A subquery is to put it simply a query within a query.
What purpose does a subquery serve?
A subquery may be needed when it takes more than a single step to reach the answer.
Suppose we need to find all employees who work in the same department as KING. We need to:
Find which department KING works for, say D
List all employees who work in D
More than one step? Subquery at your service!
Types of Subqueries
In terms of the placement of the subquery, there are three types:
1. Nested Subquery: The subquery appears in the WHERE clause of the SQL.
2. Inline View: The subquery appears in the FROM clause of the SQL.
3. Scalar Subquery: The subquery appears in the SELECT clause of the SQL.
In terms of the way the subquery is parsed, there are two categories of subqueries:
1. Simple Subquery: This is the kind we saw above. A simple subquery is evaluated once only for each table.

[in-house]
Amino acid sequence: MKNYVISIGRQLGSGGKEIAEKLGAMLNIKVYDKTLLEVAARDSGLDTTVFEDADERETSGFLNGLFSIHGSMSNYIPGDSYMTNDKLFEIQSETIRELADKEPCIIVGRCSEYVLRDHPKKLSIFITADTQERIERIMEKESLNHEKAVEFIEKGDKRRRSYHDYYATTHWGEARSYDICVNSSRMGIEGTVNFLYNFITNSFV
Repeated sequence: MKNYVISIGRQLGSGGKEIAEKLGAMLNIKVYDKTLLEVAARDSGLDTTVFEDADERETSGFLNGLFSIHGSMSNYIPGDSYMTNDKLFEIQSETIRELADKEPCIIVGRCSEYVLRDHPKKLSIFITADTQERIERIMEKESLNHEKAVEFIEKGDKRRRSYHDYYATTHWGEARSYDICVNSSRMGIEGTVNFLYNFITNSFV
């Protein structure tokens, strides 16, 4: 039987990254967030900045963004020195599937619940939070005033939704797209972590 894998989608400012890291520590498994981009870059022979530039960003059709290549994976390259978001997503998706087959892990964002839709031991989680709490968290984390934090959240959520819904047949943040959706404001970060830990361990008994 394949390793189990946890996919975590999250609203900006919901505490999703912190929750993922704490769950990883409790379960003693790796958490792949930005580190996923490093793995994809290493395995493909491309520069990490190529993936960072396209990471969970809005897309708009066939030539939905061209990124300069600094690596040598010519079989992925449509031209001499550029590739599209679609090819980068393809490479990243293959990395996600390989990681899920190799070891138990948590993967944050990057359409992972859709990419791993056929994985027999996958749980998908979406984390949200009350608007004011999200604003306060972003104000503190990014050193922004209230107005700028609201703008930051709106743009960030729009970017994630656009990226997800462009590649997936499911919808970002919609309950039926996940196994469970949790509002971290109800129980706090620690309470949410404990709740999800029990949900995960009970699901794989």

2. Correlated Subquery: This is a type of nested subquery that uses columns from the outer query in its WHERE clause. A correlated subquery is evaluated once for each row.
We’ll look at the types of subqueries in close detail in the upcoming articles
Subquery Tips and Trivia
You cannot have an ORDER BY clause with a nested subquery. See what happens when you try it:
You can nest as many as 255 levels of subqueries in the WHERE clause. (I hope you never need to hit that limit.)
There is no limit on the number of subquery levels in the FROM clause of the top-level query.
Get into the habit of using table alias when you use a subquery. Heck, get into the habit of using table aliases anyway – they make a world of difference to the readability of huge SQLs. In case of correlated subqueries, they are critical to keep the SQLs accurate.
Oracle resolves unqualified columns in the subquery by first looking at the tables in the subquery, then the tables in the outer query.